Tuesday, July 25, 2017


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The Transportation Security Administration (TSA) was started two months after 9/11 and they are generally the reason it takes so long to get on planes in America.

They are the ones that screen your luggage, scan your person and one TSA agent allegedly films women with a camera up their skirts.

A Seattle man was arrested for just that.

Nicholas Fernandez is a 29-year old screener for the TSA that has been arrested for “voyeurism” and he is suspended without pay.

A Spokesperson for the TSA made a statement about the most recent arrest inside the TSA.

“TSA does not tolerate illegal, unethical or immoral conduct. When such conduct is alleged, TSA investigates it thoroughly. When appropriate, TSA requests that it be investigated by a law enforcement authority. When an investigation finds that misconduct has occurred, the appropriate action is taken.”

In this case, appropriate action is to suspend and not fire the employee, even though the police found enough evidence to arrest him.

The TSA is one agency that has been plagued with corruption. With over 55,000 employees and a budget of $7.5 billion, they seem to be getting in trouble more than they are stopping trouble.

Last year in Denver, two TSA agents were fired for groping a male passenger. A Florida TSA agent was arrested after his estranged wife was found dead in a van.

One TSA agent in Baltimore was arrested for sex charges, while one in Arkansas was indicted on child pornography.

Another TSA agent was arrested in Chicago for stealing money out of a checked bag, and more arrested in Dallas for the same thing. TSA supervisor Dwight Durant was charged in a cocaine conspiracy.

What we don’t have are any reports of the TSA being an efficient and professional agency.

Be careful next time you fly, don’t wear a skirt and don’t leave a lot of cash in your checked bags.

What are your thoughts on the TSA? Let us know in the comments below.

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It is time for Target to reconsider their transgender bathroom rule?

A 43-year old transgender woman was arrested for taking pictures of another woman in a dressing room.

The transgender whose name is Shauna Patricia Smith is jailed under her transgender name, Sean Smith.

The news release said that Sean Smith committed the crime in Target, but her real name is Shauna.

Shauna hung her cell phone over the divider in the dressing room and took pictures of another woman changing.

The woman confronted the transgender voyeur, but she ran away.

The Sheriff’s office responded and was able to capture the transgender woman close by.

After looking over the video footage and the pictures on the phone of the transgender, she was arrested and booked into jail.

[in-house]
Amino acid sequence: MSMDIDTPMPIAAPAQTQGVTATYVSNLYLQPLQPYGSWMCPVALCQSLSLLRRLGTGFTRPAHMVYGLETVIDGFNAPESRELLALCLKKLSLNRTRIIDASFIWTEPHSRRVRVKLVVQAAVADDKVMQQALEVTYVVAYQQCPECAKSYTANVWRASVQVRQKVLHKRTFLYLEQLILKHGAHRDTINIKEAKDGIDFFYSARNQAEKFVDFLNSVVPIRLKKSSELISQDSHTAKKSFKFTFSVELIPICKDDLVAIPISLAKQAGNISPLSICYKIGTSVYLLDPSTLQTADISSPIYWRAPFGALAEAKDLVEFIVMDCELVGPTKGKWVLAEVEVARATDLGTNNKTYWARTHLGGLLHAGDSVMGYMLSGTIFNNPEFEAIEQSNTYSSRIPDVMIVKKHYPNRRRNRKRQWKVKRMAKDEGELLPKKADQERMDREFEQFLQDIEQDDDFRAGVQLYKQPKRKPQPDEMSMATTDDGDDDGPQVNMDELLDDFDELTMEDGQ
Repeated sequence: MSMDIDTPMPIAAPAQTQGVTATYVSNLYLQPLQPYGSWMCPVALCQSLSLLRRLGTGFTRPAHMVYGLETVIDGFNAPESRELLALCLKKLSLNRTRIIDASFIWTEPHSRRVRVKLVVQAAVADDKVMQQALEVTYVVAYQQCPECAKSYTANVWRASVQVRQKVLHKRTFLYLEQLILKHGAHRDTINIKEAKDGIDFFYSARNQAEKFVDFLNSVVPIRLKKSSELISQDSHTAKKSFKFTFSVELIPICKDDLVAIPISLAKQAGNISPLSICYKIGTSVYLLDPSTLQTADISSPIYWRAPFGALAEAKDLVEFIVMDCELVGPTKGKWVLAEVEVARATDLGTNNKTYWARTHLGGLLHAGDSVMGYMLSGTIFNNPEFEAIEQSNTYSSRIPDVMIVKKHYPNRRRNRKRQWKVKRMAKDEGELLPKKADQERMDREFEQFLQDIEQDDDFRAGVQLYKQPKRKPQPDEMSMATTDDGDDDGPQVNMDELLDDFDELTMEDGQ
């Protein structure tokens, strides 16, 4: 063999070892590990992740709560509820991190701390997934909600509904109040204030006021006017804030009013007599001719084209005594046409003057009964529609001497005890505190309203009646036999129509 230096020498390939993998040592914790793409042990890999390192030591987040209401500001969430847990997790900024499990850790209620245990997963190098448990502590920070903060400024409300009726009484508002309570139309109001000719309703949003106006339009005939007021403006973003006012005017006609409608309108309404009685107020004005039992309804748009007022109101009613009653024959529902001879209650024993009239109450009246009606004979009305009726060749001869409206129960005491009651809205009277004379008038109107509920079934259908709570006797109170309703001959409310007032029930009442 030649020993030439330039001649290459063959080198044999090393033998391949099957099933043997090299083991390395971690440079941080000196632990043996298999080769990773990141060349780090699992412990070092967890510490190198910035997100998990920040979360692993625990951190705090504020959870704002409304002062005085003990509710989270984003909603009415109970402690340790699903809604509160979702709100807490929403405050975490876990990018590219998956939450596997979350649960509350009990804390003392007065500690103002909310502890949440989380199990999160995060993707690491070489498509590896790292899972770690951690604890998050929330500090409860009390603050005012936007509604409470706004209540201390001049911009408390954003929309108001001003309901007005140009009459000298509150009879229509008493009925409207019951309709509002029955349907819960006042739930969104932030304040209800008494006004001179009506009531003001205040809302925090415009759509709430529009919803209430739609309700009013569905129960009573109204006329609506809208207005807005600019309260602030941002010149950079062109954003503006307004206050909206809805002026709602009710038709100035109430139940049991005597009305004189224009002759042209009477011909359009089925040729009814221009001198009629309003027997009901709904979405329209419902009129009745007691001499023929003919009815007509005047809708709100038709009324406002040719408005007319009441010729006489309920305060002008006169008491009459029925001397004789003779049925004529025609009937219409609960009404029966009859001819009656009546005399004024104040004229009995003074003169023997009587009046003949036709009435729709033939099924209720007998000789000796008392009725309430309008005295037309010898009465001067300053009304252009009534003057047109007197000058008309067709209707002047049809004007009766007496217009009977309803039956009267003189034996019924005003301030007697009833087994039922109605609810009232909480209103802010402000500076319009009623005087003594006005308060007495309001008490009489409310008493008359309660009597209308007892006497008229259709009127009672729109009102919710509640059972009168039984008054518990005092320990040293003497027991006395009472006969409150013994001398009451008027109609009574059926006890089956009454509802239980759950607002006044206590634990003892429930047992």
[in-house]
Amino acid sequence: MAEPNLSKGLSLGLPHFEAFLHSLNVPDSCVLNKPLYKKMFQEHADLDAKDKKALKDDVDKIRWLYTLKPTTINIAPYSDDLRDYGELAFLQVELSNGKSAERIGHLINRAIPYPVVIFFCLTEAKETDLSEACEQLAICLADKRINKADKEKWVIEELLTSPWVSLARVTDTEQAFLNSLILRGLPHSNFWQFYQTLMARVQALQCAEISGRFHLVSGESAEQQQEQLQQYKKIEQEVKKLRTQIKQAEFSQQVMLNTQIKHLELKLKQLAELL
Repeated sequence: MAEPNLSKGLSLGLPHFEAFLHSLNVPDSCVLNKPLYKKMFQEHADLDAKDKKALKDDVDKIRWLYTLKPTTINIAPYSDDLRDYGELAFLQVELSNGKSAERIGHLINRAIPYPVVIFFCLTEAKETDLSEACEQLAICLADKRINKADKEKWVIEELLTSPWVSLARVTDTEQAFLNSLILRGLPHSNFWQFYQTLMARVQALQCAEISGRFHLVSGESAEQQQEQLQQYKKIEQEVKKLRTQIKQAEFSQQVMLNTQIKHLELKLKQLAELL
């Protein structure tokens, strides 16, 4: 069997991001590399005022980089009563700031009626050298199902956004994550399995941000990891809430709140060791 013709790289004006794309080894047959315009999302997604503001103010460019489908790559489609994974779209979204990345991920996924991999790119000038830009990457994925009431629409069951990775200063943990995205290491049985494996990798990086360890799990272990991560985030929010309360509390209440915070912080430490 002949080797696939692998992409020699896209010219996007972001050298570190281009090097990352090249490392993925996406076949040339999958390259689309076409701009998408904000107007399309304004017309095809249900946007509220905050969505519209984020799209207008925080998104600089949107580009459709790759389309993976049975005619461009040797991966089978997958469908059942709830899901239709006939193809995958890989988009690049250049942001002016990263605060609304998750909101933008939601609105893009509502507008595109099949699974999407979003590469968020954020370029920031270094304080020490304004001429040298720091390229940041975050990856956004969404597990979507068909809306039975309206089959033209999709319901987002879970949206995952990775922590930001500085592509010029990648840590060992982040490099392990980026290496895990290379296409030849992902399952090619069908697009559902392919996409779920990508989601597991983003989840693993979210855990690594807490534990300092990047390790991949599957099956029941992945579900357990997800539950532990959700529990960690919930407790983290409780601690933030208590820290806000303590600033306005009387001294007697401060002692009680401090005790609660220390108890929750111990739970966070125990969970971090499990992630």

The distraught victim was photographed with no clothes on and felt violated. Luckily this person is in jail now, but the police are looking into any other similar cases that Shauna might be involved in.

Just last April, Target made headlines when it chose to allow transgenders in any bathroom or dressing room they identify with.

This isn’t the first arrest like this at Target and it won’t be the last.

Despite many conservative organizations that have urged its supporters to boycott Target and in May, a group of over a million signed a petition to boycott Target of the new rule.

As of right now, Target is staying strong in their support of transgenders and the LGBT community. It must not matter to Target that some of their shoppers are more likely to become victims just like the woman in the dressing room in this story.

Do you shop at Target? Let us know in the comments below.

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The University of Toronto just proved why gender-segregated restrooms were always a thing.

After two separate incidents of so-called “voyeurism”–creepy peeping–in their gender-neutral bathrooms, the administration rolled back their new restroom policy, in the name of personal safety.

Two women, on September 15 and 19, reported seeing a cell phone reach over the doors to the shower stalls–in an attempt to film them as they showered. Police are still investigating and no one has been identified as a suspect at this time.

Melinda Scott, the dean of students, said that the university would be rolling back their “Washroom Inclusivity Project,” at least temporarily.

“The purpose of this temporary measure is to provide a safe space for the women who have been directly impacted by these events and other students who may feel more comfortable in a single-gender washroom in the wake of these incidents,” she explained.

That’s a very different tune than the University of Toronto has previously struck. Their “Washroom Inclusivity Project,” as described on their website, articulates the importance of having gender-neutral restrooms.

“Gender neutral washrooms are often central in discussions of transgender inclusivity in public spaces. The Washroom Inclusivity Project is no different in this, mapping the location of gender neutral toilets is the most visible manifestation of inclusivity that we can provide.”

The University of Toronto displays the tug-and-pull between being politically correct and risking safety. Gender-segregated restrooms came out of a very legitimate need to protect safety and privacy, not as a way to arbitrarily punish some members of society or create inequality.

By quickly changing policies to create so-called “inclusive spaces”–as is happening all across Canada and the United States–that need for safety is too often being snowed under by the rush to protect other people’s feelings.


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